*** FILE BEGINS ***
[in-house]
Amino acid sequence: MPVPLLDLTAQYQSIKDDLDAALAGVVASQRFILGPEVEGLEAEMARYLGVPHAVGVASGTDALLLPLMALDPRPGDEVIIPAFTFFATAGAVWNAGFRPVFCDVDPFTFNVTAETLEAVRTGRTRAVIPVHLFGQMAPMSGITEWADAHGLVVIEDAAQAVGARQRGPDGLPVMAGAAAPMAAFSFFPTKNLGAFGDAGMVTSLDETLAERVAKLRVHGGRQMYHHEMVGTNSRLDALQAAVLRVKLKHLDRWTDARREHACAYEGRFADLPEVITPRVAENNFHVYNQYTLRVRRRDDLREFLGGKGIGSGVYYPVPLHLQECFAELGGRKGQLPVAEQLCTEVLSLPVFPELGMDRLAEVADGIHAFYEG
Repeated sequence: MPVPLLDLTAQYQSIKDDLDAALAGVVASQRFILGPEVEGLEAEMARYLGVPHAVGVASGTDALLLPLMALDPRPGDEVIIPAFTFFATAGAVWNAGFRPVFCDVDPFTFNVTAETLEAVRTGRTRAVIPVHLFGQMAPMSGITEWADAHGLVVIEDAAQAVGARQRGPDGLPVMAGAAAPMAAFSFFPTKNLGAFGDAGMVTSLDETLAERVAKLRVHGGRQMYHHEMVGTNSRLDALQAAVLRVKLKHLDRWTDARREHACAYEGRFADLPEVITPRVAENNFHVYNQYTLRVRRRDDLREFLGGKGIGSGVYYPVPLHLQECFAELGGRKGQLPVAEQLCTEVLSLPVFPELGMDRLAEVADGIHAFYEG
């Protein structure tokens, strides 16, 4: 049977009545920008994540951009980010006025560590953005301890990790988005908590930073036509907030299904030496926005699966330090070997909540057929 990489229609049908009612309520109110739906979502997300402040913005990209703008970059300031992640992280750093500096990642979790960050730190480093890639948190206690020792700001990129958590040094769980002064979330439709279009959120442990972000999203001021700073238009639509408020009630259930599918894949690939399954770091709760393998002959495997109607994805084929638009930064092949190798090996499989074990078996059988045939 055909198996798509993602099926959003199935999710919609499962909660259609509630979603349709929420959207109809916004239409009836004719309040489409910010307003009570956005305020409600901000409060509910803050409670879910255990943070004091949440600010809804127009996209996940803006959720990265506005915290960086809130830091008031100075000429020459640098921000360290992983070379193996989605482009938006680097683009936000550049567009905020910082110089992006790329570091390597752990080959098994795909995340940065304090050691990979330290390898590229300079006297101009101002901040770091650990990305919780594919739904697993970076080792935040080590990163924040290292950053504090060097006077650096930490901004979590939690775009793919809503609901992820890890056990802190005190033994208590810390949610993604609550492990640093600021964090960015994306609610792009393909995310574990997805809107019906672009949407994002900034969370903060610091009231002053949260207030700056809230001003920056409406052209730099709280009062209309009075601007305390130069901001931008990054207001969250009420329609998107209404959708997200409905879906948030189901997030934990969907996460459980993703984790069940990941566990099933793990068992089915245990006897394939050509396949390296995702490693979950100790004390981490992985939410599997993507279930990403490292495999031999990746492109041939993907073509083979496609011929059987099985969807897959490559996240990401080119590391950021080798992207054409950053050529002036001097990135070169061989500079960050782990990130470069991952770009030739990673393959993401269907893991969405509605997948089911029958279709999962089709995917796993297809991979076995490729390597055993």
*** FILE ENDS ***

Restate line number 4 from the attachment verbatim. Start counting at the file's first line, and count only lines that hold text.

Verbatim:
């Protein structure tokens, strides 16, 4: 049977009545920008994540951009980010006025560590953005301890990790988005908590930073036509907030299904030496926005699966330090070997909540057929 990489229609049908009612309520109110739906979502997300402040913005990209703008970059300031992640992280750093500096990642979790960050730190480093890639948190206690020792700001990129958590040094769980002064979330439709279009959120442990972000999203001021700073238009639509408020009630259930599918894949690939399954770091709760393998002959495997109607994805084929638009930064092949190798090996499989074990078996059988045939 055909198996798509993602099926959003199935999710919609499962909660259609509630979603349709929420959207109809916004239409009836004719309040489409910010307003009570956005305020409600901000409060509910803050409670879910255990943070004091949440600010809804127009996209996940803006959720990265506005915290960086809130830091008031100075000429020459640098921000360290992983070379193996989605482009938006680097683009936000550049567009905020910082110089992006790329570091390597752990080959098994795909995340940065304090050691990979330290390898590229300079006297101009101002901040770091650990990305919780594919739904697993970076080792935040080590990163924040290292950053504090060097006077650096930490901004979590939690775009793919809503609901992820890890056990802190005190033994208590810390949610993604609550492990640093600021964090960015994306609610792009393909995310574990997805809107019906672009949407994002900034969370903060610091009231002053949260207030700056809230001003920056409406052209730099709280009062209309009075601007305390130069901001931008990054207001969250009420329609998107209404959708997200409905879906948030189901997030934990969907996460459980993703984790069940990941566990099933793990068992089915245990006897394939050509396949390296995702490693979950100790004390981490992985939410599997993507279930990403490292495999031999990746492109041939993907073509083979496609011929059987099985969807897959490559996240990401080119590391950021080798992207054409950053050529002036001097990135070169061989500079960050782990990130470069991952770009030739990673393959993401269907893991969405509605997948089911029958279709999962089709995917796993297809991979076995490729390597055993």